09 February 2013

An adaptable epiphyte

Lesser Yoke-moss growing on an Ash trunk at Cwmgwarch
showing the curved setae (fruit stalks) which are a key id feature.

Lesser Yoke-moss (Zygodon conoideus) is a frequent epiphyte on trees in our area, an epiphyte being a plant that grows on another plant, using it only for mechanical support, and unlike parasitic plants does not derive any nutrient from the host plant. So what about a plant that grows on a steel pipe? Blueish Veilwort (Metzgeria violacea) is clearly a resourceful epiphytic liverwort and is seen here growing 'epi-pipe-ically' below a bridge in Crynant. Only one aspect of the painted pipe appears to provide the right conditions, but here the plant is able to flourish on this unusual habitat. The close up image shows the distinctive thin branches bearing pom-pom tips, in fact made up of clusters of gemmae (asexual reproductive propagules).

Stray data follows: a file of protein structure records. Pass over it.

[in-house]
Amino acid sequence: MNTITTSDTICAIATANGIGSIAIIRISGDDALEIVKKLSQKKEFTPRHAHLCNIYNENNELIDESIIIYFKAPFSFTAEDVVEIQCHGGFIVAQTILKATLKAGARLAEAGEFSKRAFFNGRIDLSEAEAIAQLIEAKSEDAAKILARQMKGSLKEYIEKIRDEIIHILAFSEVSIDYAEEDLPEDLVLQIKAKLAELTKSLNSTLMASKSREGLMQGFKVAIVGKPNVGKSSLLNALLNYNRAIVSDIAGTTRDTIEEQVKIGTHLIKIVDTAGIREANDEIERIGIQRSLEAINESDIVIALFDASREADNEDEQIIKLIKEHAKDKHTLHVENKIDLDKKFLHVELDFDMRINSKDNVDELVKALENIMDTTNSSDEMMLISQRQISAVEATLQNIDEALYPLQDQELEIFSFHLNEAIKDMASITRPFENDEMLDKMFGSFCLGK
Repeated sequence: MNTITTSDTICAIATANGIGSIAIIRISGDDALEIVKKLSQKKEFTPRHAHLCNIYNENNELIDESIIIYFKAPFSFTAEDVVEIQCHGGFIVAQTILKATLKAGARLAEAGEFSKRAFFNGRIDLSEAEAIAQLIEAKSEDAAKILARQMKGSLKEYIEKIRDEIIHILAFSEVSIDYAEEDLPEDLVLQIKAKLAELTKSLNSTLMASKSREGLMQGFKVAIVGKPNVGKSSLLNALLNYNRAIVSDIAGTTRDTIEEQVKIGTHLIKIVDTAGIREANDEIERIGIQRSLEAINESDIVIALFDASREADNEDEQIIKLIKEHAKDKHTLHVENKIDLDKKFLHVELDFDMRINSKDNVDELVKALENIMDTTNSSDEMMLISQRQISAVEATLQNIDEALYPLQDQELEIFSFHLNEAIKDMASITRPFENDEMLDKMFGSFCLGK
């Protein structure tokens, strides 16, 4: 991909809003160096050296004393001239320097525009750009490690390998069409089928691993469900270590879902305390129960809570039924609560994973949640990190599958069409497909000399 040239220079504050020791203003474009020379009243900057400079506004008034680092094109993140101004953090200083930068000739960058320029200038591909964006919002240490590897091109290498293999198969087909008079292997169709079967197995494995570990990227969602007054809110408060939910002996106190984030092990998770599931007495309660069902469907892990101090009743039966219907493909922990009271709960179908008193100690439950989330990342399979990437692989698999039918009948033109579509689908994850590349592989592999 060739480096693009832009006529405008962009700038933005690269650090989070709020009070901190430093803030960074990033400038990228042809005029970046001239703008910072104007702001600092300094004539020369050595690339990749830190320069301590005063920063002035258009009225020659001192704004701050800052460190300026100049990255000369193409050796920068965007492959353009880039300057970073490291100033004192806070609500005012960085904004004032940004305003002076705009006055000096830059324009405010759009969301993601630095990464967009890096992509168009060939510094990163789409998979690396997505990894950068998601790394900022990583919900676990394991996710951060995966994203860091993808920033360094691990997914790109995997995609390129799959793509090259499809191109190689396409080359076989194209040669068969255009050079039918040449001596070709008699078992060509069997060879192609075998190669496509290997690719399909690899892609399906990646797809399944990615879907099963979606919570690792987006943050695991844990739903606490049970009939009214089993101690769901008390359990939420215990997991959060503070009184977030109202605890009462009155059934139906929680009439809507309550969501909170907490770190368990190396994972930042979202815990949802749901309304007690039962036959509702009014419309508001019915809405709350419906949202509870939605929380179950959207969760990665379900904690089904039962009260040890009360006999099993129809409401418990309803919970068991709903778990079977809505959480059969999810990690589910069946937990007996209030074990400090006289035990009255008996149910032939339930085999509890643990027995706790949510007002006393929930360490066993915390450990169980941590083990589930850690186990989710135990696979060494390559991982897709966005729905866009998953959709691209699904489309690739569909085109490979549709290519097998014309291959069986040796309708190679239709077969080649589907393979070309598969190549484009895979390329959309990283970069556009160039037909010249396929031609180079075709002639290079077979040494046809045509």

Blueish Veilwort

Whiskered Veilwort (Metzgeria consanguinea) is closely related to Blueish Veilwort and is shown here growing epiphytically on the stems of Gorse at Cwmgwrach. A key feature separating it from Blueish Veilwort is that the gemmae don't form pom-pom tips at the branch tips, but are spread along the edges of the thin branches.
Whiskered Veilwort

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